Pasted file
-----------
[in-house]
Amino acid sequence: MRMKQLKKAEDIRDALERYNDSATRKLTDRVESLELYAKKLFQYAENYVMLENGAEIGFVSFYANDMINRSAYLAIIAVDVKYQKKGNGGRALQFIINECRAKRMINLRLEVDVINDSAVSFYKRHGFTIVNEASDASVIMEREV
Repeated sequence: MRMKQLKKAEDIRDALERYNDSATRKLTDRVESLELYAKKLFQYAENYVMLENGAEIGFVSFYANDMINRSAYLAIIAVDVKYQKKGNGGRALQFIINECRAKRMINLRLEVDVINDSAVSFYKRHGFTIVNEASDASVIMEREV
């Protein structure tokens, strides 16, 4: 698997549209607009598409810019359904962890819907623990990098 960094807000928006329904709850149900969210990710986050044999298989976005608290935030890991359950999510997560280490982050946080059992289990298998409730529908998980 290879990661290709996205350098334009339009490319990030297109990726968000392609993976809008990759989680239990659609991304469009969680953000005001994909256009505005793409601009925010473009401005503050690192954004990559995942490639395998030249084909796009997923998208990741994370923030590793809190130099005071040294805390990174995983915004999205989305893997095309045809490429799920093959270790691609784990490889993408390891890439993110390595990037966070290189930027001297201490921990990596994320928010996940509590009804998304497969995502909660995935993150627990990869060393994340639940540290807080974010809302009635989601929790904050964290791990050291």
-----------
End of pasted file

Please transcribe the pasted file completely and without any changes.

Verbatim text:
[in-house]
Amino acid sequence: MRMKQLKKAEDIRDALERYNDSATRKLTDRVESLELYAKKLFQYAENYVMLENGAEIGFVSFYANDMINRSAYLAIIAVDVKYQKKGNGGRALQFIINECRAKRMINLRLEVDVINDSAVSFYKRHGFTIVNEASDASVIMEREV
Repeated sequence: MRMKQLKKAEDIRDALERYNDSATRKLTDRVESLELYAKKLFQYAENYVMLENGAEIGFVSFYANDMINRSAYLAIIAVDVKYQKKGNGGRALQFIINECRAKRMINLRLEVDVINDSAVSFYKRHGFTIVNEASDASVIMEREV
């Protein structure tokens, strides 16, 4: 698997549209607009598409810019359904962890819907623990990098 960094807000928006329904709850149900969210990710986050044999298989976005608290935030890991359950999510997560280490982050946080059992289990298998409730529908998980 290879990661290709996205350098334009339009490319990030297109990726968000392609993976809008990759989680239990659609991304469009969680953000005001994909256009505005793409601009925010473009401005503050690192954004990559995942490639395998030249084909796009997923998208990741994370923030590793809190130099005071040294805390990174995983915004999205989305893997095309045809490429799920093959270790691609784990490889993408390891890439993110390595990037966070290189930027001297201490921990990596994320928010996940509590009804998304497969995502909660995935993150627990990869060393994340639940540290807080974010809302009635989601929790904050964290791990050291």